Another magnificent structure from the Mughal era that still stands is the Rohtas fort, or Qila-e-Rohtas, as it is also known.
The fort was ordered to be built in 1541 by Sher Sha Suri after he defeated the Mughal emperor Humayun. Sher Sha Suri built the fort at the strategic location of Rohtas. The fort lies on the Grand Trunk Road between the mountainous region of Afghanistan and the plains of Punjab near modern day Jhelum.
One of the more impressive facts about this fort is that the fort was never taken by force (i.e. was never stormed) and survives intact till today. The fort has massive walls that run for more than 4 kilometers. These walls are the main fortification of the fort. The walls have multiple bastions and monumental gateways.
The Qila-e-Rohtas is a prime exponent of early Muslim military architecture coming out of Central and South Asia. This fort is nothing short of majestic and surpasses various citadels of that time in splendor and size. It is in fact the only architectural example from the time of Sher Sha Suri that has survived till date.
Rohtas over the centuries
The fort was envisioned by Sher Sha Suri after he had defeated Humayun at Chausa. There was a dual purpose to the fort:
- To curtail the hostilities from the locals called the Potohars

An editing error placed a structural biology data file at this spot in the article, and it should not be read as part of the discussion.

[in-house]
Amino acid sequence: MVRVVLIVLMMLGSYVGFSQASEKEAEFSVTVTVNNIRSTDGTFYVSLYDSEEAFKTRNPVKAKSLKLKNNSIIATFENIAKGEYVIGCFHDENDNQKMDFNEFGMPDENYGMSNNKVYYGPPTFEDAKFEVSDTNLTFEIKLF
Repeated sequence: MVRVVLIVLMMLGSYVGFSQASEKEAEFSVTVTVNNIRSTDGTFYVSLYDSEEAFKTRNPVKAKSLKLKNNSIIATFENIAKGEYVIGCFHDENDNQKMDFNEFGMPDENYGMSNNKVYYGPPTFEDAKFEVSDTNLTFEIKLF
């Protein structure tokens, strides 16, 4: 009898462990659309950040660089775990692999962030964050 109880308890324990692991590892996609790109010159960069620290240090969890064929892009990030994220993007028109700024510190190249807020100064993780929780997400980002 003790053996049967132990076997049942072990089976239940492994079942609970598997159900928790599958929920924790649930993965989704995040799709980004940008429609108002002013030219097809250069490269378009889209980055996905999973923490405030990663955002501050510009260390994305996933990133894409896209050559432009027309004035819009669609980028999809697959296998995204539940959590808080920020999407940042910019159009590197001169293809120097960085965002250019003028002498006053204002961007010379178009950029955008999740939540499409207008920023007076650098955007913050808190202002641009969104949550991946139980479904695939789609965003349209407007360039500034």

- To serve as a precaution against Humayun whose return was inevitable.
The fort was however taken by Humayun 10 years after the death of Sher Sha Suri without a fight. The conqueror was Tatar Khan Kasi.
The fort remained under the control of the Mughals till the time of Aurangazeb. Following that period the fort changed hands between the Durrani’s and the Sikh’s. During this time however, the fort did not serve its actual purpose and ended up with a village within its walls.
Inside the majestic fort
Because of the intended purpose of the building, there weren’t many structures that were built within the walls of the fort. Most of the area was used for the production of food for the garrison.
The few structures that were made within the walls included a Shahi Masjid situated near the Kabuli gate of the fort. The masjid is not very large and has a prayer hall and a small courtyard.
The fort also has its own water supply. The water supply came from structures called Baolis (stepped wells). There were three of these which were carved into the limestone bedrock.
Overall the Rohtas fort is an amazing construction and a magnificent place to visit and a must-visit location for all history buffs.